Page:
FAQ #4: If I add someone to my Section 8 who earns money, will I lose my Section 8 Voucher?



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Find out what happens if you add someone who earns money to your Section 8 voucher. If they start living with you, you may be taking a big risk!

There may be a number of problems associated with allowing someone who earns money to live with you.

Lets take a look at what the Section 8 voucher guidelines are in this type of a situation.

Adding an income earner to your Section 8 Voucher

Oftentimes it happens that a Section 8 voucher holder wants to have an additional person living with them. This may be a boyfriend/girlfriend, ex-spouse, parent, or other family member. If this person happens to also have an official reported income, you may run into a major problem. Once you officially add them to your household, you may end up being OVER the income limit for Section 8. Consequently, you will loose your voucher. I repeat. YOU WILL LOSE YOUR VOUCHER!

Here are income eligibility guidelines for Section 8 based on household size. Take a look and see whether adding another person puts you over the limit.

Note, that the figures below are just an example. They are from Massachusetts, from 2014. To get the most recent income eligibility guidelines in your area, contact your local Housing Authority. Get this information BEFORE you officially add someone to your household.

Public Housing, Project-Based Section 8, Alternative Housing Voucher Program (AHVP)

If you are in a public housing, the AHVP program, or private multifamily developments with project-based Section 8 assistance, your yearly income needs to be less than 80% of the area median income:

Family size Yearly Income
1 $44,750
2 $51,100
3 $57,500
4 $63,900
5 $69,000
6 $74,100
7 $79,250
8 $84,350

Section 8 Voucher

If you are getting a Section 8 voucher, your yearly income needs to be less than 50% of the area median income (although in some cases the income limit could be as high as 80% of area median income):

Family size Yearly Income
1 $30,850
2 $35,250
3 $39,650
4 $44,050
5 $47,550
6 $51,100
7 $54,600
8 $58,150

Failing to Report a New Household Member

If you decide to live with someone who earns money WITHOUT officially reporting it and adding this person to your Section 8 voucher, you may be running a big risk! First, this is a serious violation of federal and state guidelines. When you fill out your annual household and income verification form, you sign that all the information is true. If you fail to report the new member, and this is discovered, your Section 8 voucher will be immediately revoked. In most states you will not be able to get Section 8 again because you have been committing fraud.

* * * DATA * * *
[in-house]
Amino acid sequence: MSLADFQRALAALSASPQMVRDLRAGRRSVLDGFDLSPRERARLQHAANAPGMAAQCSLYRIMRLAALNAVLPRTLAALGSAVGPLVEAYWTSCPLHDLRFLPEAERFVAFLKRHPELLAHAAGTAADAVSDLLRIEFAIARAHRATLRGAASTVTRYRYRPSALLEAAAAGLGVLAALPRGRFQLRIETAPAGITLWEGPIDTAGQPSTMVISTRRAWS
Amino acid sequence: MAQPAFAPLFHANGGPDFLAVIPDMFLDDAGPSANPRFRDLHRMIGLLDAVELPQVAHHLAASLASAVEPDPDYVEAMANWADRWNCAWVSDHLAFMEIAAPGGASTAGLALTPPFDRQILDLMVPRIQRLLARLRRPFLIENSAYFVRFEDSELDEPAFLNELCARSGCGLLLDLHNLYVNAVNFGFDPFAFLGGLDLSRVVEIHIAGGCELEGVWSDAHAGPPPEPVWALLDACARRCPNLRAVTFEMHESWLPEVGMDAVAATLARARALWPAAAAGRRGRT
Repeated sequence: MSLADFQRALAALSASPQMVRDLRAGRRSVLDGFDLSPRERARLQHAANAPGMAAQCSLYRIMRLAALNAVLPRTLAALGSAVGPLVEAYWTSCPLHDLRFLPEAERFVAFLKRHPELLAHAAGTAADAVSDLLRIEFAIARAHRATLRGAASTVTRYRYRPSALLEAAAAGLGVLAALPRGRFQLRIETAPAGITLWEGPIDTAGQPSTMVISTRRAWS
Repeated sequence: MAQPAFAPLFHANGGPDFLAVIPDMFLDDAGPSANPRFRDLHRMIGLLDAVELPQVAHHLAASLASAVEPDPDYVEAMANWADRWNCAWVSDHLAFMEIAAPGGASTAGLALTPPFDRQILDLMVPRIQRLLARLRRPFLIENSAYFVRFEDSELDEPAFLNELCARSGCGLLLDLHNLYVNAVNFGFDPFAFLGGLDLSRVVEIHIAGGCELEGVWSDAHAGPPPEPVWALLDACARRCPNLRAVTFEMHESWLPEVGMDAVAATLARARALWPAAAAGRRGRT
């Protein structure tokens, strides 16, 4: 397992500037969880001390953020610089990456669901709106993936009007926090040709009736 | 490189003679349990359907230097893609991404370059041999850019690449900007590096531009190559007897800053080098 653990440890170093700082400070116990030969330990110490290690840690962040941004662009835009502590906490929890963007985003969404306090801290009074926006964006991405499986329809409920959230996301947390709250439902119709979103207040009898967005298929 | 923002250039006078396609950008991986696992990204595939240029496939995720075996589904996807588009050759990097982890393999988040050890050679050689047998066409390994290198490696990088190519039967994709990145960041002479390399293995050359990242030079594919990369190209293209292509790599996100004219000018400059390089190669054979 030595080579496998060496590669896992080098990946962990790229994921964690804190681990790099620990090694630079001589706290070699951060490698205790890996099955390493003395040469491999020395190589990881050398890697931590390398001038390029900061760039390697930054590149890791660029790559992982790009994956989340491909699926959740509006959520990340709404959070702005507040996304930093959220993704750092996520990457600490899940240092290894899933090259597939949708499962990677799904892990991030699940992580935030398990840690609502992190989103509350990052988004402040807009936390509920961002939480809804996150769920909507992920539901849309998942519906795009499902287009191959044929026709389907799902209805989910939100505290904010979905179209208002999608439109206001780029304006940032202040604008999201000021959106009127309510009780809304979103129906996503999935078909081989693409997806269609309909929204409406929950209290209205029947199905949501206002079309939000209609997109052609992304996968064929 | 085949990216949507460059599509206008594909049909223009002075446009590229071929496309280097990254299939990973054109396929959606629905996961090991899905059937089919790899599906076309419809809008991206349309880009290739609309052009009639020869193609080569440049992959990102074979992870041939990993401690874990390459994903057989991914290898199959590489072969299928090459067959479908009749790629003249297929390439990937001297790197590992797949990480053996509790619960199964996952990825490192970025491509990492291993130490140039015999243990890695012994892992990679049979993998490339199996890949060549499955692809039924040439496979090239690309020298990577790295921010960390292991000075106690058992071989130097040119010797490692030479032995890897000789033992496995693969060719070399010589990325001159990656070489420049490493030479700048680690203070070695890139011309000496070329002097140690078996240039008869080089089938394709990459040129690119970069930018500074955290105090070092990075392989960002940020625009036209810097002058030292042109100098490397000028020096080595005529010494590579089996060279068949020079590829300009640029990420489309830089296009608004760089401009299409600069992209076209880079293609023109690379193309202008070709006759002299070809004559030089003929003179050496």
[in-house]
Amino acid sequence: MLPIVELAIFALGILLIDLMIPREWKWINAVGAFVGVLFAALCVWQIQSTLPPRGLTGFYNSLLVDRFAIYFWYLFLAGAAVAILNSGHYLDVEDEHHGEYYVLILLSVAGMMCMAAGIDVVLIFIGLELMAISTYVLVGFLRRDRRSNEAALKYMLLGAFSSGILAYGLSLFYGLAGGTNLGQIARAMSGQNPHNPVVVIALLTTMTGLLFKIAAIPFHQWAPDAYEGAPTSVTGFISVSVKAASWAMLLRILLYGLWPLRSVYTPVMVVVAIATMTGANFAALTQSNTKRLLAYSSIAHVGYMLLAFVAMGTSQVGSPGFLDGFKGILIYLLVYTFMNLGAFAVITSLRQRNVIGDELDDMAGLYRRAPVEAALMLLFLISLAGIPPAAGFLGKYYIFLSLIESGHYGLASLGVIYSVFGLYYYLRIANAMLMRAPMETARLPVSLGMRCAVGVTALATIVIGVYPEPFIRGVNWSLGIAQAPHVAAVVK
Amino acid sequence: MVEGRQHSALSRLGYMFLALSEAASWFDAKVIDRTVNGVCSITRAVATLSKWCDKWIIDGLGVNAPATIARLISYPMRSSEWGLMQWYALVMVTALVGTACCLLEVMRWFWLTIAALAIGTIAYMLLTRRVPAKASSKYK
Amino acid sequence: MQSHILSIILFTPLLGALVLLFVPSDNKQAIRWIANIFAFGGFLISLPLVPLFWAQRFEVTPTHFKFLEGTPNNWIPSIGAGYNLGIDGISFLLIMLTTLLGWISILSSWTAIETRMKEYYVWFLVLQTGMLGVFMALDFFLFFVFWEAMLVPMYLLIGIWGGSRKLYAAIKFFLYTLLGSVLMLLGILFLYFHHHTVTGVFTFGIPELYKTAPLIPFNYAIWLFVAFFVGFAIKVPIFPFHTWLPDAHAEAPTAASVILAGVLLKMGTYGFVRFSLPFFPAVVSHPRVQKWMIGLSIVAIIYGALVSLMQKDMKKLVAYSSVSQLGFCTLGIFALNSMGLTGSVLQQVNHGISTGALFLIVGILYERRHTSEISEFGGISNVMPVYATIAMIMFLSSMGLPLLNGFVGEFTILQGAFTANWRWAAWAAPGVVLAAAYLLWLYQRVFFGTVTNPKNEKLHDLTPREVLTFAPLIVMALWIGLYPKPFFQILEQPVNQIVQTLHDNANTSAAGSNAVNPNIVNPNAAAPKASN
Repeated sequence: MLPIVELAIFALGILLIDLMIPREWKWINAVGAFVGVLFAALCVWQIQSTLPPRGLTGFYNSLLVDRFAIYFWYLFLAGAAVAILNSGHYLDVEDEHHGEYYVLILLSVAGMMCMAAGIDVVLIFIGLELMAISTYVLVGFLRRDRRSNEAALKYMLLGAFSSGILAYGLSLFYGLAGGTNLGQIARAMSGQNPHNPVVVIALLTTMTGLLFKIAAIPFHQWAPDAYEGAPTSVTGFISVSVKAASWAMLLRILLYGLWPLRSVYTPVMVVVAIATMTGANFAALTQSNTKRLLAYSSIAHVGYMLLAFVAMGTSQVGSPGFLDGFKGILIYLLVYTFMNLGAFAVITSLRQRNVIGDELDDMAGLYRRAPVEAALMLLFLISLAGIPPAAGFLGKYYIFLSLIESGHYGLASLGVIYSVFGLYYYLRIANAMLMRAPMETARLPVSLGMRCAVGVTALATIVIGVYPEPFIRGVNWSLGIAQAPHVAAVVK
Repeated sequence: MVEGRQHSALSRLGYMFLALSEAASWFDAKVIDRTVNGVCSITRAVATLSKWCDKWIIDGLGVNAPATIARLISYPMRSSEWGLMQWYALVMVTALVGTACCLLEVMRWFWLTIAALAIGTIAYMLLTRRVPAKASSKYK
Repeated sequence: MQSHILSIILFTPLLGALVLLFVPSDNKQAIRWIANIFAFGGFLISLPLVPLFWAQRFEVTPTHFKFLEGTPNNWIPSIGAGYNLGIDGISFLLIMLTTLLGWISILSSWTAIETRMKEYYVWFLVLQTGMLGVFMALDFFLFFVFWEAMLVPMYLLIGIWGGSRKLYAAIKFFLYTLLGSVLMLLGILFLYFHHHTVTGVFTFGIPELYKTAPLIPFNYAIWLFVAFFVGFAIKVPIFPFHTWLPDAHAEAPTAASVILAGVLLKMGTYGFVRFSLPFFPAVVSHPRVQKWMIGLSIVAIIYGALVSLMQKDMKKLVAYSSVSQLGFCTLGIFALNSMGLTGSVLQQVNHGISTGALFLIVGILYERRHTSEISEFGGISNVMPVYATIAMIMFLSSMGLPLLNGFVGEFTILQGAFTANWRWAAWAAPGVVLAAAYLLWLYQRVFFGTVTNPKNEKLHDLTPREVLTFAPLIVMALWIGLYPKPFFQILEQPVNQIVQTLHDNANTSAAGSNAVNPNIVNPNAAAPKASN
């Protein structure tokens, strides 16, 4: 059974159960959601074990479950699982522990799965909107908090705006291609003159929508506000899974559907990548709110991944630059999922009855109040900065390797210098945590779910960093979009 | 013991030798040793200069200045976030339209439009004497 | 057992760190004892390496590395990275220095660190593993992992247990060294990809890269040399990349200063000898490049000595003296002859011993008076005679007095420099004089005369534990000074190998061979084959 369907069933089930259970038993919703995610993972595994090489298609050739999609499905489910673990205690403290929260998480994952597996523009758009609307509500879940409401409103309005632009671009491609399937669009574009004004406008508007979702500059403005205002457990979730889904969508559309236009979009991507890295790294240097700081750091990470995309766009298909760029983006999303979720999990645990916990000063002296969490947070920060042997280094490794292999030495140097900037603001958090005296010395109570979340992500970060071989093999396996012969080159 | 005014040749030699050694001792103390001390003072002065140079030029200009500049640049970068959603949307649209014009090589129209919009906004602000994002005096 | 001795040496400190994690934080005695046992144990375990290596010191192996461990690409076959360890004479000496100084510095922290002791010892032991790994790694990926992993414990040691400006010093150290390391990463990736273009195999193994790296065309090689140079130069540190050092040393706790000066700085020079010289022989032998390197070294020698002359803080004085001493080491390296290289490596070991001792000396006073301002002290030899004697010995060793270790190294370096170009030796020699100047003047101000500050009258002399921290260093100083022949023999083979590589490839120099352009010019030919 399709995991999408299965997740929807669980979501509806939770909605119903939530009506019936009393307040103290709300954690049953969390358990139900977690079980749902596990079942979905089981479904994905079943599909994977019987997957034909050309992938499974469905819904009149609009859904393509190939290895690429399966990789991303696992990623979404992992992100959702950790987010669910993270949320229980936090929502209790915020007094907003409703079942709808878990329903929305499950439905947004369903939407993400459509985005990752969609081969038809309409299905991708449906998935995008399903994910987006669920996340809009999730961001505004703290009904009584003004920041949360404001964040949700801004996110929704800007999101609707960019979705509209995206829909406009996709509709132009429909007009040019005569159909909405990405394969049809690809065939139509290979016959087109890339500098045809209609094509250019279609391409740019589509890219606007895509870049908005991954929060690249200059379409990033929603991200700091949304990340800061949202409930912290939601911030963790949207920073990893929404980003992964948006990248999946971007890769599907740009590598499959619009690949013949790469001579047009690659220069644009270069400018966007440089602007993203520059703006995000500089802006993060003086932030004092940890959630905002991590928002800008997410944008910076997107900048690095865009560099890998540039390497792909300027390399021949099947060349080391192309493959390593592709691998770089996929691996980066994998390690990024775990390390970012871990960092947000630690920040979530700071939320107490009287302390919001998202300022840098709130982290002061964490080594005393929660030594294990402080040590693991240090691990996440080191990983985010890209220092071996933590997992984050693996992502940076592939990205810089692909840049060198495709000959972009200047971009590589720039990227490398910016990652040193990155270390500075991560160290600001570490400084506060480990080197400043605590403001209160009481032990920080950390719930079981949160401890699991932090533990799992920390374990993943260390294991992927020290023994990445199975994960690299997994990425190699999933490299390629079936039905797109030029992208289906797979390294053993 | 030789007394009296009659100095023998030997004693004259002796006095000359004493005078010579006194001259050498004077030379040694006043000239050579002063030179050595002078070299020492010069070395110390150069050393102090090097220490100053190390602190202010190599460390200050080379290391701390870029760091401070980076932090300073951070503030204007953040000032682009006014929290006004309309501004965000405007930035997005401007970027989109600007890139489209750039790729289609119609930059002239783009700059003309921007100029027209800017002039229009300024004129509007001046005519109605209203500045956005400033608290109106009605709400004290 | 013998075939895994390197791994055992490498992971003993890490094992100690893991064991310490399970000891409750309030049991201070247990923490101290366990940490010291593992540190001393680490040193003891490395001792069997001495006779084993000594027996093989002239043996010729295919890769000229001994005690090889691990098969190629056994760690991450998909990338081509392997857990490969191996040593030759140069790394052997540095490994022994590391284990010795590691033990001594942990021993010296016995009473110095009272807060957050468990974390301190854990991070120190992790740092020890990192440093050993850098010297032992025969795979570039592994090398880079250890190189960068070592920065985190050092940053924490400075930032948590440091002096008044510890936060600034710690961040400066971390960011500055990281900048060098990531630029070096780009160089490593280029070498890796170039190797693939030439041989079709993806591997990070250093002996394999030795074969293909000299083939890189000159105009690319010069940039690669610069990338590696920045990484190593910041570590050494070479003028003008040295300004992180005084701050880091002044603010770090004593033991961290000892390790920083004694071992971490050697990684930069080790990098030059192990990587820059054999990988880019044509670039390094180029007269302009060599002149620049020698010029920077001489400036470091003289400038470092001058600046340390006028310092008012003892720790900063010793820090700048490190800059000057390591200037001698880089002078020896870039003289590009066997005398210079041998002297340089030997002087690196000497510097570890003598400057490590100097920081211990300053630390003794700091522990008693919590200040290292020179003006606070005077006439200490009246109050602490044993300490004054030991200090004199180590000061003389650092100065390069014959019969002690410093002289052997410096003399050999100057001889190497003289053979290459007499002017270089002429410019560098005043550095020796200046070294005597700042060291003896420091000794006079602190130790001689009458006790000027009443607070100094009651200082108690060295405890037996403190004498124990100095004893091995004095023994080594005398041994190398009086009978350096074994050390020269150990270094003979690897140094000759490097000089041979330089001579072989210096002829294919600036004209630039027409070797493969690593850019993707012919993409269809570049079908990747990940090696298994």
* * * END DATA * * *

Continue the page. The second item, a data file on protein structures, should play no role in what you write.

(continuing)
Also, you have to understand that when you take the risk of allowing someone to live with you, your friends, neighbors landlord, someone from HA may find out and report you. All of a sudden you will end up in a situation where your voucher is taken away, and you had no idea this was coming.

The reality is, this happens a lot! If you think no one will find out what you are doing, you are dead wrong. People get reported all the time and consequently loose their vouchers.

How Long Can Someone Stay With You Without Breaking The Law?

According to Section 8 guidelines, someone may stay with you no more than:

  1. 15 consecutive days
  2. 30 days TOTAL in a 12 month period

Other considerations

If income will not be a problem, you need to make sure that the person you want to add does not have a felony conviction, read here can a convicted felon get section 8. If they happen to have a felony, you will have to go through the eligibility process all over again and that person will be subjected to a criminal background check. In the end, there is a chance that you may end up loosing your Section 8 voucher.

Also, you need to remember that there is a distinction between officially adding someone on to your household and simply having a “visitor”. You can read about the difference here – difference between Visitor and Authorized Guest

How Does Adding Someone to a Section 8 Voucher Impact Unit Size

If you decide to officially add someone to your household, you need to realize that this may impact the size of the unit you are eligible for. For example, if this will be a spouse, then everything will stay the same, because he/she will live in your bedroom.

However, if this is a relative, they will require an additional room. The good news is that you may be eligible for a larger unit! The bad news, you will need to look for a unit and move once again.

Final words of advice; think very carefully of all the pros and cons of officially adding someone to your section 8 voucher. If something happens and you loose it as a result of this decision, it make take a few years before you apply and get another one.



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